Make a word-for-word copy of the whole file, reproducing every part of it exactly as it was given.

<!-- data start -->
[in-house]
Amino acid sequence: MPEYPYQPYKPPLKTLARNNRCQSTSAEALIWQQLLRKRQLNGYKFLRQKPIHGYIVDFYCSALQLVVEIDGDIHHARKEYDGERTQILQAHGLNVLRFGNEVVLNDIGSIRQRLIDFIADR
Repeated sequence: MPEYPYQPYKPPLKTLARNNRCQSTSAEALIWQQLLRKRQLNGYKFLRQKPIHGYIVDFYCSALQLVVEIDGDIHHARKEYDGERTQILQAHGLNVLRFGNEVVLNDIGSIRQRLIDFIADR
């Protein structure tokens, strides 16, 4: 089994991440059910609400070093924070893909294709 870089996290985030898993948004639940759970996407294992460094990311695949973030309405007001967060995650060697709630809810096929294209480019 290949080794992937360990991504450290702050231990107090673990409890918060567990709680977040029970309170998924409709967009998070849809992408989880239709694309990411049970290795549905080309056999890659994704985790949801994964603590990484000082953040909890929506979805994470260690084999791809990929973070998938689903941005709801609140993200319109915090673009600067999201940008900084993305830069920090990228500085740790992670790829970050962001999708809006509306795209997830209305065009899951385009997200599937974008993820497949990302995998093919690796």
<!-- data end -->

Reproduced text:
[in-house]
Amino acid sequence: MPEYPYQPYKPPLKTLARNNRCQSTSAEALIWQQLLRKRQLNGYKFLRQKPIHGYIVDFYCSALQLVVEIDGDIHHARKEYDGERTQILQAHGLNVLRFGNEVVLNDIGSIRQRLIDFIADR
Repeated sequence: MPEYPYQPYKPPLKTLARNNRCQSTSAEALIWQQLLRKRQLNGYKFLRQKPIHGYIVDFYCSALQLVVEIDGDIHHARKEYDGERTQILQAHGLNVLRFGNEVVLNDIGSIRQRLIDFIADR
């Protein structure tokens, strides 16, 4: 089994991440059910609400070093924070893909294709 870089996290985030898993948004639940759970996407294992460094990311695949973030309405007001967060995650060697709630809810096929294209480019 290949080794992937360990991504450290702050231990107090673990409890918060567990709680977040029970309170998924409709967009998070849809992408989880239709694309990411049970290795549905080309056999890659994704985790949801994964603590990484000082953040909890929506979805994470260690084999791809990929973070998938689903941005709801609140993200319109915090673009600067999201940008900084993305830069920090990228500085740790992670790829970050962001999708809006509306795209997830209305065009899951385009997200599937974008993820497949990302995998093919690796």